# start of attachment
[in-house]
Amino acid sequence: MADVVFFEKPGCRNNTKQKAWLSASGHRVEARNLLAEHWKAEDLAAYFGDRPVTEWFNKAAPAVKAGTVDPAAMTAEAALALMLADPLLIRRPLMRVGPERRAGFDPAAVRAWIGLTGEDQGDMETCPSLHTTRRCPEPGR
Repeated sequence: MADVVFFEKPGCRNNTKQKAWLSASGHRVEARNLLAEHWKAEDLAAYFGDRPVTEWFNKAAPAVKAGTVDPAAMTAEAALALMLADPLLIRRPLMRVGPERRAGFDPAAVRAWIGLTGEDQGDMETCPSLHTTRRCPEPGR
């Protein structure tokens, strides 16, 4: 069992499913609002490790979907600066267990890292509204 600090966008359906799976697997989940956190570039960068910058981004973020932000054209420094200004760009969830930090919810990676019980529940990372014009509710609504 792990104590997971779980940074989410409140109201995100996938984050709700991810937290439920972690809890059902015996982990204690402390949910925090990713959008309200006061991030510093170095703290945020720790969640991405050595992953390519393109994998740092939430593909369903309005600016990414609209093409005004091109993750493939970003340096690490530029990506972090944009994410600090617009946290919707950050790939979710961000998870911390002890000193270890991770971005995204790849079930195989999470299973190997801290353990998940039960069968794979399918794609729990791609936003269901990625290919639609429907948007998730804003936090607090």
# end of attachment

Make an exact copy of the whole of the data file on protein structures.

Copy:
[in-house]
Amino acid sequence: MADVVFFEKPGCRNNTKQKAWLSASGHRVEARNLLAEHWKAEDLAAYFGDRPVTEWFNKAAPAVKAGTVDPAAMTAEAALALMLADPLLIRRPLMRVGPERRAGFDPAAVRAWIGLTGEDQGDMETCPSLHTTRRCPEPGR
Repeated sequence: MADVVFFEKPGCRNNTKQKAWLSASGHRVEARNLLAEHWKAEDLAAYFGDRPVTEWFNKAAPAVKAGTVDPAAMTAEAALALMLADPLLIRRPLMRVGPERRAGFDPAAVRAWIGLTGEDQGDMETCPSLHTTRRCPEPGR
């Protein structure tokens, strides 16, 4: 069992499913609002490790979907600066267990890292509204 600090966008359906799976697997989940956190570039960068910058981004973020932000054209420094200004760009969830930090919810990676019980529940990372014009509710609504 792990104590997971779980940074989410409140109201995100996938984050709700991810937290439920972690809890059902015996982990204690402390949910925090990713959008309200006061991030510093170095703290945020720790969640991405050595992953390519393109994998740092939430593909369903309005600016990414609209093409005004091109993750493939970003340096690490530029990506972090944009994410600090617009946290919707950050790939979710961000998870911390002890000193270890991770971005995204790849079930195989999470299973190997801290353990998940039960069968794979399918794609729990791609936003269901990625290919639609429907948007998730804003936090607090």